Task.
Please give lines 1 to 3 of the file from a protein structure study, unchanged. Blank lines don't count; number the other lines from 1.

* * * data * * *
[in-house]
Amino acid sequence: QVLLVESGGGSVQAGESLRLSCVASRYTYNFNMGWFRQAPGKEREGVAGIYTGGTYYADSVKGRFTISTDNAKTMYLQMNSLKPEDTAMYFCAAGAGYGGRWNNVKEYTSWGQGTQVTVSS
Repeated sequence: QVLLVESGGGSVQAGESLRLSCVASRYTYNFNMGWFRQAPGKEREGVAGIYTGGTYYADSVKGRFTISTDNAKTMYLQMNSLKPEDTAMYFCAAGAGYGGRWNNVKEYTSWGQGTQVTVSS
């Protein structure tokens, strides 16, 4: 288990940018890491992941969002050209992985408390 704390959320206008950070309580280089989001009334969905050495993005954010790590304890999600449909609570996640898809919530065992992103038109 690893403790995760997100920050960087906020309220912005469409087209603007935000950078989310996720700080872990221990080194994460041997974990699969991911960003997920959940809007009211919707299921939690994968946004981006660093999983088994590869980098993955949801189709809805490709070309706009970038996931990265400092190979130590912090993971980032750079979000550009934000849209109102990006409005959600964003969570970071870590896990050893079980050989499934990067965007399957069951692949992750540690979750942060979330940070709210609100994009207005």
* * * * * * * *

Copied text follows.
[in-house]
Amino acid sequence: QVLLVESGGGSVQAGESLRLSCVASRYTYNFNMGWFRQAPGKEREGVAGIYTGGTYYADSVKGRFTISTDNAKTMYLQMNSLKPEDTAMYFCAAGAGYGGRWNNVKEYTSWGQGTQVTVSS
Repeated sequence: QVLLVESGGGSVQAGESLRLSCVASRYTYNFNMGWFRQAPGKEREGVAGIYTGGTYYADSVKGRFTISTDNAKTMYLQMNSLKPEDTAMYFCAAGAGYGGRWNNVKEYTSWGQGTQVTVSS